Radicals and moderates in the referendum

463px-Red_stylized_fist.svgLast week, I wrote about intensity and direction as tensions in the campaign groups: this week I want to look at another faultline, namely that between ‘radicals’ and ‘moderates’.

I use the quote marks, because radicalism is very much in the eye of the beholder, so it is hard to move beyond any subjective interpretation. Indeed, it is precisely that subjective interpretation that matters.

The conventional model of referendums is that moderates tend to hold the upper hand in a campaign, if only because they are associated with the status quo option, which is the status quo exactly because it’s the product of consensual, centrist politics. Of course, that’s not always true – consider the Greek bail-out package votes supported by Syriza, although even in that case the party’s position as the main party of government conferred on it a moderation that previously didn’t exist.

In the British context, the positioning of the moderate centre against the wide fringes of the No camp in 1975 clearly helped with the messaging about the desirability of staying in: would you trust your (uncertain) future to this lot, was the implicit question.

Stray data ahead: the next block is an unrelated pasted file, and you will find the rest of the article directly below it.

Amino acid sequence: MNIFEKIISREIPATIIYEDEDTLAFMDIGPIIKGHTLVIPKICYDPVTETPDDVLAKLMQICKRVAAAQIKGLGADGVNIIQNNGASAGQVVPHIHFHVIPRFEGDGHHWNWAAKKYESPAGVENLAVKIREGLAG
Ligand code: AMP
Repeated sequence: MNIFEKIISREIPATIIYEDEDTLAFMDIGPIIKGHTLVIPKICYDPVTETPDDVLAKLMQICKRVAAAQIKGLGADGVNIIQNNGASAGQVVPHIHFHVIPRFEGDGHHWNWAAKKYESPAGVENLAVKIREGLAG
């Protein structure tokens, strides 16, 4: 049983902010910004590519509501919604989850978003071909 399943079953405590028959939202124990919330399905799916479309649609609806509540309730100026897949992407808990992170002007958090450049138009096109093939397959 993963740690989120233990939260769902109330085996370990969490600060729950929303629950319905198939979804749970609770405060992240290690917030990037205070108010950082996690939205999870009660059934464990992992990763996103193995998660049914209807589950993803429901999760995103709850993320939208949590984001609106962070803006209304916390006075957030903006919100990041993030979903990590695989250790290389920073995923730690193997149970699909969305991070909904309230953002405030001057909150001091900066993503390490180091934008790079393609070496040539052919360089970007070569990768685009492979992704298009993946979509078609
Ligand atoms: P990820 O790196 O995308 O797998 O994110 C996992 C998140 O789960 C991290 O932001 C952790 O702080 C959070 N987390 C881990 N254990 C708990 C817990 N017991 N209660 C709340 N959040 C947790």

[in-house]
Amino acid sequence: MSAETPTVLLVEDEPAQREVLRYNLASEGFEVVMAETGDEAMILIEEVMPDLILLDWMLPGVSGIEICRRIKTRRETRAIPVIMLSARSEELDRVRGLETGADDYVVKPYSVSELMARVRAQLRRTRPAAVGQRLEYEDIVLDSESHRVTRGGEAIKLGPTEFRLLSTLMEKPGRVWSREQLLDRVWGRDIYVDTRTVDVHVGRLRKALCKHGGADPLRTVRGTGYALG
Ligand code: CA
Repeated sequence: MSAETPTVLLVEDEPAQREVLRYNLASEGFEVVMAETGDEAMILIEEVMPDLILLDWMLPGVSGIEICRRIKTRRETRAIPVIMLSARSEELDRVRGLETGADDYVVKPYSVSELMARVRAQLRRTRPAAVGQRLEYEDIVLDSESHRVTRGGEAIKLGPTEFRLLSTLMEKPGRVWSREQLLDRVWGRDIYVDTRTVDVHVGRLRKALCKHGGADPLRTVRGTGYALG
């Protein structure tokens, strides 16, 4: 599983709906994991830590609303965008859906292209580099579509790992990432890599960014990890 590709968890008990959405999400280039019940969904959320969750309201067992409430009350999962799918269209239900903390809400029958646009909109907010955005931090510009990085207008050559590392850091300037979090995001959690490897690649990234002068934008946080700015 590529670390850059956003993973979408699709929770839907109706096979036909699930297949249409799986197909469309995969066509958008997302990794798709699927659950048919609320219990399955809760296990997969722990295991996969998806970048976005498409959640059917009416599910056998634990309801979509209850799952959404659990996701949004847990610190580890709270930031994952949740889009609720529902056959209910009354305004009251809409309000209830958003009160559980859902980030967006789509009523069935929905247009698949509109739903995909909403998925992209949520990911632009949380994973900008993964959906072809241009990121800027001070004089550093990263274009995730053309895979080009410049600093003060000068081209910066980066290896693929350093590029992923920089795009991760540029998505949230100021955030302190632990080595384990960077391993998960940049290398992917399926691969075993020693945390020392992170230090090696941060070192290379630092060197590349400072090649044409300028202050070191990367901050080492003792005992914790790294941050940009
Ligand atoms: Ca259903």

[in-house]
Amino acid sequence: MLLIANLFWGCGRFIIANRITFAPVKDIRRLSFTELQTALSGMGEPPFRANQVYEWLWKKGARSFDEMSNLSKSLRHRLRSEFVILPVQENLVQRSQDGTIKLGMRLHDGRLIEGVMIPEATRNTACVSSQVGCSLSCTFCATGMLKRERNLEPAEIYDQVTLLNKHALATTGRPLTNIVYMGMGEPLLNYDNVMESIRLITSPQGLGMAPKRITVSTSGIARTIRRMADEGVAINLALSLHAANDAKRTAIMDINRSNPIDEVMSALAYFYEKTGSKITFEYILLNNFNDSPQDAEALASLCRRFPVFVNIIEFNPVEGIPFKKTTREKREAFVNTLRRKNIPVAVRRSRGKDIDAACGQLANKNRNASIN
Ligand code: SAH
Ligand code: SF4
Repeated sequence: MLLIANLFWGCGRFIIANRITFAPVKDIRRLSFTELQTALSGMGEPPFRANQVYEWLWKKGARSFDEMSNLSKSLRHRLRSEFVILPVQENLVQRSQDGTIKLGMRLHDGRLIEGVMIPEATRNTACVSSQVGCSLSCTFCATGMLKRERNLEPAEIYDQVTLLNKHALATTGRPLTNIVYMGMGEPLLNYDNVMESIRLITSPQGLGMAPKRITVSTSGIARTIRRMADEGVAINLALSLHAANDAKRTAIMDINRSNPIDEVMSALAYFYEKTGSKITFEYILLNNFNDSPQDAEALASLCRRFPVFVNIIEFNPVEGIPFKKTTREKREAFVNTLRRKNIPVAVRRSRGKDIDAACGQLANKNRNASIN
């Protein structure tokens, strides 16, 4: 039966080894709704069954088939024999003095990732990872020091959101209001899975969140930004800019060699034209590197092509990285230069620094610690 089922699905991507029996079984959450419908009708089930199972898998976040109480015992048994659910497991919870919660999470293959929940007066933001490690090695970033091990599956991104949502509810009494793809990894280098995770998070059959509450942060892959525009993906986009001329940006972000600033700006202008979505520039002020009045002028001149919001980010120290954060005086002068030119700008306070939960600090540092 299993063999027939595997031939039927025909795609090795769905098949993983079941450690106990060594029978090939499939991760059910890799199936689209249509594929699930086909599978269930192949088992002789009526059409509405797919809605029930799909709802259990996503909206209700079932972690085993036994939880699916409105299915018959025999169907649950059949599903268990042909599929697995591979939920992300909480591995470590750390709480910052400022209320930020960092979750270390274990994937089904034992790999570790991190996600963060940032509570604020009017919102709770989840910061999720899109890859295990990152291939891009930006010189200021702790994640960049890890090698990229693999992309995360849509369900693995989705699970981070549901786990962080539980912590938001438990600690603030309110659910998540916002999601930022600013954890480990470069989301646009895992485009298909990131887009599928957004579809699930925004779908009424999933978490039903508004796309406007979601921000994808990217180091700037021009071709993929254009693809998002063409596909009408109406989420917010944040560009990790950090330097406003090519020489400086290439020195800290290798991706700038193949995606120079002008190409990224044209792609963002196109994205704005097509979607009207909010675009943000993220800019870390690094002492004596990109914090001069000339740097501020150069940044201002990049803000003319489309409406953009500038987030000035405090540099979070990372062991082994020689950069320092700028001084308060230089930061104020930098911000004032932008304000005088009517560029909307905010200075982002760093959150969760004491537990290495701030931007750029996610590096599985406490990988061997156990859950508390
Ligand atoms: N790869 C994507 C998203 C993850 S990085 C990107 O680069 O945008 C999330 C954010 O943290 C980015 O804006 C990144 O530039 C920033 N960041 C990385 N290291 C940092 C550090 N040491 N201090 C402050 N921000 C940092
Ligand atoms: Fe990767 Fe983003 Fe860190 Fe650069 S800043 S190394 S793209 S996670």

But recent months in British politics have offered up a more confusing picture. Jeremy Corbyn is portrayed as a radical, not least by Nigel Farage, and certainly Corbyn’s hesitation over membership has reinforced that view, even if he avoided making anything of it during this week’s party conference.

Corbyn matters to the Remain campaign in his position as leader of the Opposition, the man best placed to form an alternative government (in the usual course of things): if he came out to speak for leaving the EU, then that confers a degree of respectability that very few others can manage (and that includes Farage). His opposition would also mean that the referendum would tend to be seen as a more narrowly party political fight between Labour and Conservatives, which might force the latter to be more uniformly supportive, but at the cost of building a broad coalition.

In addition, Corbyn’s scepticism (in the non ‘euro-‘ sense) might actually play into helping the Remain campaign. If he comes out at a later stage and says that the renegotiation is good for workers and for Labour, then his conversion might play to highlight the value of membership to a wider audience and would add a very different voice to that of Cameron, Farron and the rest. In this scenario, he becomes the Tsipras figure: brought to recognise that the best option is to be on the inside, fighting, rather than outside, suffering.

Of course, much of this also depends on how Corbyn’s fortunes play out in the coming year: if Labour’s in-fighting gets out of control, then he might become a liability, rather than an asset.

The scramble for the centre ground is clear on both sides right now. The Leavers need to find an organisation that best represents that position, even if the narrower Leave.eu group is the one with the better resources. But it’s also true for the Remainers: they might have been more circumspect so far, but at some point they will have to come out fighting and their path is not without dangers.